Following my blog post about a new translation of Saki into Spanish, I was contacted by Francisco Araujo da Costa, who has translated some of Saki’s stories into (Brazilian) Portuguese. It seems that Saki is known not just in Spanish-speaking South America!
Francisco had already translated 20 of the stories in 2008; they were published in a collection entitled Um Gato Indiscreto e Outros Contos. (Readers ought to have no difficult working out who the “Indiscreet Cat” is.)
That edition had gone out of print but has now been reissued with an additional seven stories. It’s already available for Kindle:
O Tigre de Mrs. Packletide e outros contos reúne uma série de histórias que satirizam a sociedade inglesa na primeira década do século XX, permeadas às vezes de um certo teor fantástico ou sobrenatural.
O humor ferino e politicamente incorreto de Saki está representado aqui em vinte e sete contos publicados originalmente em jornais e revistas britânicas e em seis coletâneas: Reginald (1904), Reginald in Russia (1910), The Chronicles of Clovis (1911), Beasts and Super-Beasts (1912), The Toys of Peace (1919) e The Square Egg and Other Sketches (1924).
Vinte dos contos foram publicados originalmente sob o título de Um Gato Indiscreto e Outros Contos (Editora Hedra, 2009). Os sete inéditos são A reticência de Lady Anne, O santo e o duende, A dúzia de frade, Hermann, o Irascível: Uma história do Grande Choro, Laura, O quarto de guardados e O ovo quadrado.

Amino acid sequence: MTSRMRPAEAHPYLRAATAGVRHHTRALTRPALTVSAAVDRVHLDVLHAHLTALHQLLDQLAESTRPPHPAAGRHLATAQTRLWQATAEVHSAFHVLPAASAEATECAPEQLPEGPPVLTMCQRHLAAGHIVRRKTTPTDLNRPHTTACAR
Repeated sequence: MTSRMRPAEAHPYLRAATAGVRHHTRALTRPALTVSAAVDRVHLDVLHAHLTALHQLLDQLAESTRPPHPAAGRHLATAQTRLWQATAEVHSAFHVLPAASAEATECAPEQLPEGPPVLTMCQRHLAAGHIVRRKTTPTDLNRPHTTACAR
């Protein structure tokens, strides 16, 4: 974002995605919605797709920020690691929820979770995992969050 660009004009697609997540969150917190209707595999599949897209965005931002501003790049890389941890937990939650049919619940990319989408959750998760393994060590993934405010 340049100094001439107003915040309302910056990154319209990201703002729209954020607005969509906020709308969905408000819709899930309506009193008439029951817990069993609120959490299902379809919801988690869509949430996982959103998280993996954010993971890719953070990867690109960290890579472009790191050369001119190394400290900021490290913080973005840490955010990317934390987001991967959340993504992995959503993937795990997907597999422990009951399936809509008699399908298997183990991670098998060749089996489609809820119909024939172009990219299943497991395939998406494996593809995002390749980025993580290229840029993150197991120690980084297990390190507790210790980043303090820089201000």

Francisco also translated Saki’s second novel When William Came, and you can find this on Amazon too:
I completely forgot to mention that my article on the genesis of Beasts and Super-Beasts was published last October in the journal Articles, Notes and Queries (ANQ).
It examines the differences between the versions of stories published in periodicals and the revised versions collected in the book. I trace the writing and publication history and speculate a little on the reasons for the changes.
Gaston, Bruce. “Reconstructing the Original Beasts and Super-Beasts by ‘Saki,’ or How a Short Story Collection Took Shape.” ANQ: A Quarterly Journal of Short Articles, Notes and Reviews. 12 Oct. 2021. Online: https://doi.org/10.1080/0895769X.2021.1979929 (08.02.22)
The Pallmallatherium,1 Best Beloved, has no extraordinary qualities, but it was there at the time, and that is Why. For years it had been employed to stalk horses and watch their breeding-grounds and catch them a few at a time, just as they were wanted, and though it had no special grasp of things it managed to hold on. And then there arrived a Perfectly Unpremeditated Emergency and upset everything that was going on so nicely.